Wednesday, February 24, 2016

Safety as a Culture

I spent almost thirty years running the School Sailing Base at Farmoor, Oxford. We were regularly inspected by AALA and I never really understood what the inspector meant when he said "I'm not really worried because you have a culture of safety here"

I am now retired and have moved to South Wales. I now understand what he meant. The organisations I am now involved with do not have The Culture. What has really surprised me, and prompted this article is the way in which I now find that I don't care as much about safety. I find myself in a situation where I can cut a corner and it is only a little less safe. In the past I would have waited and done it safely. Now, I can't be bothered it's not unsafe - no one else cares, so I get on with it.

So where does it start - with the paperwork. These organisations have the paperwork - but the operators aren't aware of the requirements. No one actually speaks to anyone about the things the paperwork requires - and if they do the attitude is either don't worry about it or it doesn't matter. And there are reams of paperwork and requirements all very properly in place but meaningless.

Then there is the willingness to act. No one is prepared to actually make an unpopular decision. Someone gets it wrong and it is just "one of those things" No one confronts the person and suggests further training or perhaps not taking on at particular role in future. Similarly, noticing a problem are they prepared to do the work to correct the situation or do they just report it and do nothing, including not worrying when nothing is done despite the report.

Then there are the little things that must be done the way they say - even when it is impractical. eg Petrol must not be stored on site. The gates must be kept locked - that the emergency services would not find it easy to attend doesn't matter. No listening, no flexibility - just this regulation must be complied with, just a few random regulations.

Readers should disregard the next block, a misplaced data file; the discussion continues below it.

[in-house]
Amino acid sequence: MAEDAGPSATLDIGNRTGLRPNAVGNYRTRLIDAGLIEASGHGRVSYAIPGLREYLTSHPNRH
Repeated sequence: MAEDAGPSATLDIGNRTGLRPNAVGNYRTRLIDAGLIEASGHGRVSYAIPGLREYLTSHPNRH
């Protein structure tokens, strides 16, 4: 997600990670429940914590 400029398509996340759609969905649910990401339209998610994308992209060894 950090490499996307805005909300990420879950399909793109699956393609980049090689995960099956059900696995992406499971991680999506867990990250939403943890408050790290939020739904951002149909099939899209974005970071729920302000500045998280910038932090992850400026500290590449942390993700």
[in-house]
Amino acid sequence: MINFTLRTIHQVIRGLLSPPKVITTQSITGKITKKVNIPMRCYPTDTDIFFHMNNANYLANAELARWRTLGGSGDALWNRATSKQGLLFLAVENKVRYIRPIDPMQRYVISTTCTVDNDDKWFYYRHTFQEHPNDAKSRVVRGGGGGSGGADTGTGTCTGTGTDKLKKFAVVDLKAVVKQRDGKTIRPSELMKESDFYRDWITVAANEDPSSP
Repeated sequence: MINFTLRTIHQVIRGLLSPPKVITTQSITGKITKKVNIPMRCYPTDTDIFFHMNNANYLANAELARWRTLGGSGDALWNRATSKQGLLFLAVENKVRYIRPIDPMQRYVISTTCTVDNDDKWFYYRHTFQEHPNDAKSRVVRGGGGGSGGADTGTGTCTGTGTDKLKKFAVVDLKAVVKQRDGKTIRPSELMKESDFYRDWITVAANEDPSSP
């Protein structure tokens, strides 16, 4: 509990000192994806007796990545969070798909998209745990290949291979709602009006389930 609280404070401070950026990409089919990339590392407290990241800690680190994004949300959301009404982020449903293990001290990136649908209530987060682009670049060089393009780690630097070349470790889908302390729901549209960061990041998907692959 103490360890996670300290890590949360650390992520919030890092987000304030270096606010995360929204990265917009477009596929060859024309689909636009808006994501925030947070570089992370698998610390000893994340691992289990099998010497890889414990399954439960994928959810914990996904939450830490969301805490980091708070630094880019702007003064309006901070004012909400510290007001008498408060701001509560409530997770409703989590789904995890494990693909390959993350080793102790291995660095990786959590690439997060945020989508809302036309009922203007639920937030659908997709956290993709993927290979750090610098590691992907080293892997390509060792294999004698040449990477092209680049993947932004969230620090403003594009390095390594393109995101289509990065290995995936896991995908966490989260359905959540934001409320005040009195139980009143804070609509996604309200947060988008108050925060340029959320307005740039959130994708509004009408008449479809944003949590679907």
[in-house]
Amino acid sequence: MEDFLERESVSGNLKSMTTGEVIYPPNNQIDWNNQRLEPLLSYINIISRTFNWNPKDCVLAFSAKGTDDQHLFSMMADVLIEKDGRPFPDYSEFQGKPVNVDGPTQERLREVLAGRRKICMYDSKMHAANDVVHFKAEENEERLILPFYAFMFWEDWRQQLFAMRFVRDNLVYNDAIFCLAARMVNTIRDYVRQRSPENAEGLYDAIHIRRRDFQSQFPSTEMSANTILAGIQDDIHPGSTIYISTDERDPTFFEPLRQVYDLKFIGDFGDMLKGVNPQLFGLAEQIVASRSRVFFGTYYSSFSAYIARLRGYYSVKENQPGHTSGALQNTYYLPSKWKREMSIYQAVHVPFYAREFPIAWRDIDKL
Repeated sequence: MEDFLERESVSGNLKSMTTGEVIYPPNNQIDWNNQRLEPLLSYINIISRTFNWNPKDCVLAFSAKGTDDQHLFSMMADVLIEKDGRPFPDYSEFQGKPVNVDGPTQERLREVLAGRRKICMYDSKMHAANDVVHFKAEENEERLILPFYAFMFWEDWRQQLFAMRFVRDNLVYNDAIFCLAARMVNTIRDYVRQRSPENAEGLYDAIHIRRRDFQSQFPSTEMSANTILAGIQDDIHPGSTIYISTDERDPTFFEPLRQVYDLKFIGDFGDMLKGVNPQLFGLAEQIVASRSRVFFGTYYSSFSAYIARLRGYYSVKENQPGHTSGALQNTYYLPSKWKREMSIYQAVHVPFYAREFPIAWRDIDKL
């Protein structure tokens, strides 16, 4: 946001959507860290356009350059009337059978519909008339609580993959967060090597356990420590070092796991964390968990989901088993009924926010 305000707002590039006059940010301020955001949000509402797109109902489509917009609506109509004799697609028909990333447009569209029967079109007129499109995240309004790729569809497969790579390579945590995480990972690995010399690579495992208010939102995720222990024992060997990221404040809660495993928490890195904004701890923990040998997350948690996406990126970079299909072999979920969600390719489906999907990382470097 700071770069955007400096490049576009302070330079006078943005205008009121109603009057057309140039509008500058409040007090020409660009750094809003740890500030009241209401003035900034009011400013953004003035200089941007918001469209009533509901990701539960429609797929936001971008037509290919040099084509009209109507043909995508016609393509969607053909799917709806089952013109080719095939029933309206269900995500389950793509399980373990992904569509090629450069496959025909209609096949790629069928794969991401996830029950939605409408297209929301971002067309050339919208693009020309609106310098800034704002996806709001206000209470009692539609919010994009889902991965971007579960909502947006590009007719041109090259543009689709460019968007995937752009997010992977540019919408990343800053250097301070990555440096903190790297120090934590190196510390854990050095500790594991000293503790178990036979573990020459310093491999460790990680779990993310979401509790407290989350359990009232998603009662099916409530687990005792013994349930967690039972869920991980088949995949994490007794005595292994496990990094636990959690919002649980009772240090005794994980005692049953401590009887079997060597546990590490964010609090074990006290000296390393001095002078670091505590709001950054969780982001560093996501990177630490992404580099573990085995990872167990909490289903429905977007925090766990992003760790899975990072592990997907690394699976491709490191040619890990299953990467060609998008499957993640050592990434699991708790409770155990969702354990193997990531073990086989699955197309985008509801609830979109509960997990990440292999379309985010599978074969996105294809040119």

So now I understand what he meant by culture. What I don't understand is how you change a culture - but then does the culture encourage me to even try?

Originally published on the NSSA Website but I don't think it was sufficiently "Child Friendly"

1 Comments:

Blogger Benny said...

Hair wigs of all kinds have been worn throughout eons of the clip in hair extensions. They have been worn by many different people of many different cultures all over the world. As a matter of fact, it has been noted that virgin brazilian hair have been worn from ancient times. Royalty, of course, the best-known of these individuals being Queen Elizabeth I, commonly wore elaborate lace front wigs uk. Queen Elizabeth's wigs have become well known and have remained quite memorable - but she was not alone. Virtually all of the elite wore lace wigs uk or elaborate hairstyles during this time. As a matter of fact, both men and women still do wear full, decorative lace wigs uk at times in Rome, England, and elsewhere. Hairpieces were also very popular among the elite for luxurious hair styles. In the history of theatre there are many, many kinds of costume wigs, especially because in earlier times women were not allowed to perform on stage.

February 15, 2019 at 1:15 AM  

Post a Comment

Subscribe to Post Comments [Atom]

<< Home